“Even today, there are not too many propane companies that want to go into the hearth products business,” Mr Rosentel said. “But we offer the whole package. We can sell you the gas, we can run the gas line, we can sell and install the fireplace equipment, and service that insert. When you can deal with us turnkey, it becomes much simpler and less expensive than dealing with several entities.”

Not surprisingly, one of Leahy’s biggest challenges is Connecticut’s regulatory environment.

“We have a political battle going on with our state government that seems like it would like to see us go out of business,” he said. “They’d like to see natural gas lines expanded across the state, and at first were planning on using taxpayer money to do that.”

So Mr Rosentel headed to Hartford, testifying against the proposal alongside others seven times.

“I didn’t think it was right to use taxpayer money against our company and the multigenerational employees who have been paying taxes for years to put them out of work,” Mr Rosentel said. “We don’t have a problem competing, but we do want the competition to happen on a level playing field.”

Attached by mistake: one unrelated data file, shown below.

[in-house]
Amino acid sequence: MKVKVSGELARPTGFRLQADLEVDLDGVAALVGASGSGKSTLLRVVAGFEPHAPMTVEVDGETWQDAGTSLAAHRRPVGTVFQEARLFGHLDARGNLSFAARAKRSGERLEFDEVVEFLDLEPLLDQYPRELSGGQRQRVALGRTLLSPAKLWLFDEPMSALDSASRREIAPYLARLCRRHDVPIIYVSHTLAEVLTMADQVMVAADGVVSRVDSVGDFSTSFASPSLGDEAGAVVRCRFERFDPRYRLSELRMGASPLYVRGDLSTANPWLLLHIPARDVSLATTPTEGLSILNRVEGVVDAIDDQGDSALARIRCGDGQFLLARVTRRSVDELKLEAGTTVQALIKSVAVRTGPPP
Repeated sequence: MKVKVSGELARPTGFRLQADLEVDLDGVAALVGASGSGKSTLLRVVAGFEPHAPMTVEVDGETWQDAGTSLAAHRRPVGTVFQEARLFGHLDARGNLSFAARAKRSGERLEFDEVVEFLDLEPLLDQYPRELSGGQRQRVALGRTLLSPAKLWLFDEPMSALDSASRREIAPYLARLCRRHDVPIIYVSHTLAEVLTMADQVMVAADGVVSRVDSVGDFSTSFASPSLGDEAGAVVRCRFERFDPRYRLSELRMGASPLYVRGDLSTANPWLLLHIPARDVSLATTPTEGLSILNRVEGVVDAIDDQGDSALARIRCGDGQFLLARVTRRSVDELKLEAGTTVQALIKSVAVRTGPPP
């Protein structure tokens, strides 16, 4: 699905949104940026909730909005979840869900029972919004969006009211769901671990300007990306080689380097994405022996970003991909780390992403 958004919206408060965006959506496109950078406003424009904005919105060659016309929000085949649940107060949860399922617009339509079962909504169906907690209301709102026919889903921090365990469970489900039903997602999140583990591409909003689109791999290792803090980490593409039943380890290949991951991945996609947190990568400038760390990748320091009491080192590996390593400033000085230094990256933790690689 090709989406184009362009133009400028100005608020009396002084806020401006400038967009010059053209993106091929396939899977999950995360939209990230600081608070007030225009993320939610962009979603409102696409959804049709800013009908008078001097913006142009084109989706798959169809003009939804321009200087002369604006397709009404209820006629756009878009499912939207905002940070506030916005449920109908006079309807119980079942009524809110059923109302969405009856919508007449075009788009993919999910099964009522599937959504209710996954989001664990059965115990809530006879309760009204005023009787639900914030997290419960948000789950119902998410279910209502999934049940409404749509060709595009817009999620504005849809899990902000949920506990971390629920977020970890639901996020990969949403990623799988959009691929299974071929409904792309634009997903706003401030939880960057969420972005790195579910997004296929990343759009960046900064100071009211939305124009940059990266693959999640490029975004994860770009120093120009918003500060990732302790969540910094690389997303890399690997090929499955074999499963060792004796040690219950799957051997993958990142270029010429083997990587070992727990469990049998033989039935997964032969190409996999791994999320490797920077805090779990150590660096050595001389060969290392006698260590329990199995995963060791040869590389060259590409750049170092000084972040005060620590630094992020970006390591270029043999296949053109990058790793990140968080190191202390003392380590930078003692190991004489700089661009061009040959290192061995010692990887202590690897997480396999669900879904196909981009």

Leahy’s customers not only support the company through the purchase of products and services, but a growing number of homeowners enjoy the convenience of a propane fireplace where they can turn it on or off and enjoy the ambiance and warmth instantly with the flip of a switch.

“A lot of people also prefer gas cooking, they prefer gas clothes dryers because they dry faster, pool heating, and feeding generators are also very popular with our customers,” Mr Rosentel said.

Looking toward the future, Mr Rosentel said the company would always be interested in acquisitions if the right local/regional prospect comes along, and continuing to improve its services and product lines.

“Probably the newest products we are selling and installing are the instant hot water systems,” Mr Rosentel said. “Most people only use hot water around three percent of the time, and most customers who get this system find they are seeing incredible savings because it only calls for fuel when the customer calls for hot water. It’s the size of a suitcase and we keep one in the showroom because people don’t think something so small can do the job of a water heater that is the size of a person.”

Learn more about Leahy’s Fuels by calling 203-748-3535 or visiting leahys.com